Rethinking Nikkô and the Tokugawa Culture of Light

Colloquium | November 6 | 4-6 p.m. | 180 Doe Library

 Timon Screech, University of London SOAS

 Center for Japanese Studies (CJS)

It is well known that Tokugawa Ieyasu died in 1616 and was deified. It was determined that he should be a kami (Shinto god) that existed as an avatar of a Buddha, the Medicine Buddha being selected. There were geomantic reasons for these steps.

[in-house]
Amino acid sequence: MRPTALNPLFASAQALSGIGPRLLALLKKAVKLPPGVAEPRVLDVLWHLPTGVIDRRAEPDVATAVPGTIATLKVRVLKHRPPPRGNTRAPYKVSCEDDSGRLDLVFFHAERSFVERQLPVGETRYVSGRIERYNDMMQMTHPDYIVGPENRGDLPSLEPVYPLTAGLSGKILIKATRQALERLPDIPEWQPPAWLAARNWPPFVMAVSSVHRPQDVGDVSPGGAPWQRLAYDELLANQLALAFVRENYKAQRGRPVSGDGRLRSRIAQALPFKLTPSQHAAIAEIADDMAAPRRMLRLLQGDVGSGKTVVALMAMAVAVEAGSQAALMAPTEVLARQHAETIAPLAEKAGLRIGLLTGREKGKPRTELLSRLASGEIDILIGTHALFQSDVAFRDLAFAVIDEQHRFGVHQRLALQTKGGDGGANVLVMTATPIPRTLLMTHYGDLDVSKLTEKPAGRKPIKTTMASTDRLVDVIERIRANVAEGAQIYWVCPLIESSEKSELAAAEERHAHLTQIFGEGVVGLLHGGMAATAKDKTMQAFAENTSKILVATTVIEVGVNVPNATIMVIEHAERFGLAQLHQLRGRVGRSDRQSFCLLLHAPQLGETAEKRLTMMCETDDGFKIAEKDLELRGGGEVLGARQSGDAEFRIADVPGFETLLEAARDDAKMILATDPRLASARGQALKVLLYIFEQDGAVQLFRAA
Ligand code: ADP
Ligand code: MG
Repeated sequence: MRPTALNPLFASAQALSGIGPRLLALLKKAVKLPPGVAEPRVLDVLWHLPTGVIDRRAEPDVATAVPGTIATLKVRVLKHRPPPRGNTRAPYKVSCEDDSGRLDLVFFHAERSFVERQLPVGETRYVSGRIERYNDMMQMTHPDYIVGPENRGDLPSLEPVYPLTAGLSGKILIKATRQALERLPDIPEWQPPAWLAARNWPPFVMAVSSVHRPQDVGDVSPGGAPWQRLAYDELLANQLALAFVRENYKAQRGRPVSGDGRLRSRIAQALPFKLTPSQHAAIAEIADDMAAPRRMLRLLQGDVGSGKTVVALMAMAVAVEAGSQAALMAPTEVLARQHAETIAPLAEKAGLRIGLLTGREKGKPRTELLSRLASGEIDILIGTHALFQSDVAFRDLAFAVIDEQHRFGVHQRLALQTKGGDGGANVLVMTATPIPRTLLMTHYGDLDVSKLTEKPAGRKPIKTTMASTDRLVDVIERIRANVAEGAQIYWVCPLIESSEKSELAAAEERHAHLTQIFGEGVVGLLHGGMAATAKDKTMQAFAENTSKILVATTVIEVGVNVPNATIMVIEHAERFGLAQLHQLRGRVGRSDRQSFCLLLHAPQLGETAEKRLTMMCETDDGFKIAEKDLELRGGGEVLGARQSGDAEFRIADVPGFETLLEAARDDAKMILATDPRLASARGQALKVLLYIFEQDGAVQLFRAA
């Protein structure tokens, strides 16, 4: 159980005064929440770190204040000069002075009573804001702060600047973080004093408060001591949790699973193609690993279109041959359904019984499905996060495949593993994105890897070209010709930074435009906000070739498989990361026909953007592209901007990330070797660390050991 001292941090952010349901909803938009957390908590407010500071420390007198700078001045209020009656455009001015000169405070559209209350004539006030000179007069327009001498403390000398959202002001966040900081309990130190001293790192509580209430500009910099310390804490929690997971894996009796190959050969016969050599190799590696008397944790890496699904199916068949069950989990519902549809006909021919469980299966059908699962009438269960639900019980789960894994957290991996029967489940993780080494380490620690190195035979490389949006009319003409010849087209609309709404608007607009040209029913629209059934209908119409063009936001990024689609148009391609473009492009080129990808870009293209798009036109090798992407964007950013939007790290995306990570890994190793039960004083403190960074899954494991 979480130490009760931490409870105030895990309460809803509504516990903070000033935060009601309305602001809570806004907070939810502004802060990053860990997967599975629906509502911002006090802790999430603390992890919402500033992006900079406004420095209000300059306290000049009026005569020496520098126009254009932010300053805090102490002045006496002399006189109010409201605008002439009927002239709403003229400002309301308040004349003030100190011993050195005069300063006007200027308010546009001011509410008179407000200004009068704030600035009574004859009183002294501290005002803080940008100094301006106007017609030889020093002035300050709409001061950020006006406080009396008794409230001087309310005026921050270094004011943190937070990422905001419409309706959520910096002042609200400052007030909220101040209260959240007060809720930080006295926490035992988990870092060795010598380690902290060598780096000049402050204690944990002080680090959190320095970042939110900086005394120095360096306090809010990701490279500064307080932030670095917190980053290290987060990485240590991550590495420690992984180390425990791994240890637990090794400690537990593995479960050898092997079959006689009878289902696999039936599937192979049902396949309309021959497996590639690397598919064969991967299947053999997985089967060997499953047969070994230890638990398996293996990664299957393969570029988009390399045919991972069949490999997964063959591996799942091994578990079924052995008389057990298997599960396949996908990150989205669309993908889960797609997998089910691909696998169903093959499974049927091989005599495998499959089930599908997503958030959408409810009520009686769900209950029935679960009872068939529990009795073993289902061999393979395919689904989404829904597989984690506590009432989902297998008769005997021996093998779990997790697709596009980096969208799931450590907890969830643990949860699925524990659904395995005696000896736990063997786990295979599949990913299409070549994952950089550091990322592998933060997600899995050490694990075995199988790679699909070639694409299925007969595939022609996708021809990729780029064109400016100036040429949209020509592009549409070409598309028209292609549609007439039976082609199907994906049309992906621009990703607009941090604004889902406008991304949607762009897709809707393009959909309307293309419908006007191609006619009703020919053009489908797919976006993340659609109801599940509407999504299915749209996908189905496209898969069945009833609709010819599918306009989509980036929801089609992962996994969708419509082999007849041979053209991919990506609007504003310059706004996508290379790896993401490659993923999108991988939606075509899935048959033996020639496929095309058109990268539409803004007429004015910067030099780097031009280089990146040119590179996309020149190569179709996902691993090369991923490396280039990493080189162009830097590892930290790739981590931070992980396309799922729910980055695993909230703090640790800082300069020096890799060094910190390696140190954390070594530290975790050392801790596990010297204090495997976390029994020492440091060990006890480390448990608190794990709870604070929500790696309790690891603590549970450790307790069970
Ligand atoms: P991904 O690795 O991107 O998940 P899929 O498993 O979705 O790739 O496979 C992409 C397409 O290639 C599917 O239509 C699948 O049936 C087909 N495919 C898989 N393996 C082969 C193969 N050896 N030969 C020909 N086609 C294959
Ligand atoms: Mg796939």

Ieyasu’s body was then disinterred and relocated to Nikkô, a geomantically important site.
The modest Shinto-Buddhist precincts demolished and rebuilt on colossal scale some 20 years later.
‘Nikkô means ‘the sun’s rays’, and this talk will argued that the cult of Ieyasu constructed him, above all, as a solar ruler, and that Nikkô, became the focus of a Tokugawa culture of light.

 cjs@berkeley.edu, 510-642-3415